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Partisan K Streeters Scramble After Party Shift

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Heather Podesta, whose shop employs no Republicans, doesn’t plan to change her business model even though the GOP will control the House next year.

The new era of divided government is providing challenges and opportunities for one-party lobbying shops, which have marketed themselves as providing access to party leaders as well as keener insight into their political thinking and strategy.

But such shops are also subject to the swings of the election cycle and are forced to scramble for clients when their party loses control of a chamber or branch of government. They must compete with bigger bipartisan firms that sell themselves as better equipped to respond to clients’ needs no matter what the political makeup of Congress.

With businesses and trade associations now deciding who will lobby for them next year, such one-party shops are readjusting strategy and expectations for the coming year. In a reversal of roles, Democratic firms that threw business to GOP outfits may now find themselves more reliant on the kindness of their Republican partners.

Firms that are largely Republican and went through lean times when Democrats were in total control of the government say they are already experiencing an uptick in business. From 2007 to 2009, BGR Group saw its lobbying revenue drop from $147.6 million to $92.8 million.

But this year the firm has already signed 40 new clients, according to Loren Monroe, who leads BGR’s appropriations and state and local government affairs practice.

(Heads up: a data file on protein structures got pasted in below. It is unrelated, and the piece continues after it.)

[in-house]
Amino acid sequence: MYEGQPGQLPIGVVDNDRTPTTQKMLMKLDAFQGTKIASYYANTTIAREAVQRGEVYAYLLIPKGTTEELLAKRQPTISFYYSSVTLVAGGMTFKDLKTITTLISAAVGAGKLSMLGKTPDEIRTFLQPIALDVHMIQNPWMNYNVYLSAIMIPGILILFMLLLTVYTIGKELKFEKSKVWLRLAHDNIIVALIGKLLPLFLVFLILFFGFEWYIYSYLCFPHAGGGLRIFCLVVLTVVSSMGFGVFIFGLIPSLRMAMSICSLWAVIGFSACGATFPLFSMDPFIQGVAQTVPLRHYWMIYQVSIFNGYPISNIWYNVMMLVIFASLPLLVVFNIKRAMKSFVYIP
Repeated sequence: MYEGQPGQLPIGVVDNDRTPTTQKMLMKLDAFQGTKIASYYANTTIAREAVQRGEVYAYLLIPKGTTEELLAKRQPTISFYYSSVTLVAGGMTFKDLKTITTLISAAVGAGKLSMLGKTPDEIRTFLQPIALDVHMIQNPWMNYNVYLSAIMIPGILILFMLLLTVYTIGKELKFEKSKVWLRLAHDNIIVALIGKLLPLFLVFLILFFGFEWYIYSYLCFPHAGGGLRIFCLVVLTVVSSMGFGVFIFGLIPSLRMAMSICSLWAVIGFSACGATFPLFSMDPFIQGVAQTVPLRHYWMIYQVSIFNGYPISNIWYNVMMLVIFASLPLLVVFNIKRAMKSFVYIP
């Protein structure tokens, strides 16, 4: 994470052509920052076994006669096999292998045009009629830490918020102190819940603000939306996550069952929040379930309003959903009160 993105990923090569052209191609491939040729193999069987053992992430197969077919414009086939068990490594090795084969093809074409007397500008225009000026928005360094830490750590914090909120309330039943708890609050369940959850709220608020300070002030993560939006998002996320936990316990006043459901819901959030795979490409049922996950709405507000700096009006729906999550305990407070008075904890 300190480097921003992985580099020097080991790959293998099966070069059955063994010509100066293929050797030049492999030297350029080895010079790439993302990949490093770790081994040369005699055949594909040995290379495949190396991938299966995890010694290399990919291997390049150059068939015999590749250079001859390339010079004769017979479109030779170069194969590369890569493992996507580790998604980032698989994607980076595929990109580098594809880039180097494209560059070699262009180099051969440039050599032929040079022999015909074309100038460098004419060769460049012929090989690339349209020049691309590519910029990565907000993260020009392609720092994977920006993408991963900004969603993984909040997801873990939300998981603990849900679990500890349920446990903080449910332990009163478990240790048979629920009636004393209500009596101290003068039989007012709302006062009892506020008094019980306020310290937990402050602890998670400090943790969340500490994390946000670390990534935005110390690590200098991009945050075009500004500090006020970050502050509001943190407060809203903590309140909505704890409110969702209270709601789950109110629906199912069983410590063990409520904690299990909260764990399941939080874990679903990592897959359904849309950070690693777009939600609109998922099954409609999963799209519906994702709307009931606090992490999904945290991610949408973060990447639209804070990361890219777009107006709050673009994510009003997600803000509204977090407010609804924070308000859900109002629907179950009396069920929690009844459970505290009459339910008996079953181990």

Monroe said many of the companies and associations signed up because they wanted stronger advocates to deal with legislation being considered on Capitol Hill, such as health care and financial reform.

The same is true for three veteran Republican lobbyists who left Ogilvy Government Relations earlier this year to form their own firm, Crossroads Strategies.

“Certainly people have been eager to take our phone calls,” said Stewart Hall, one of the new firm’s partners. The Crossroads client list already includes the National Rifle Association, Verizon and AT&T.

Andrew Shore opened his GOP lobbying shop in 2007, which he conceded was probably not the ideal time for a Republican to go into business. But like so many one-party shops, Jochum Shore & Trossevin weathered the lean times by partnering with Democratic firms.

With Republicans back in charge in the House, the prospects for Shore’s firm may be on the upswing.

“You are at the front end of opportunities instead of being carried on the back of benevolent Democratic friends,” Shore said.

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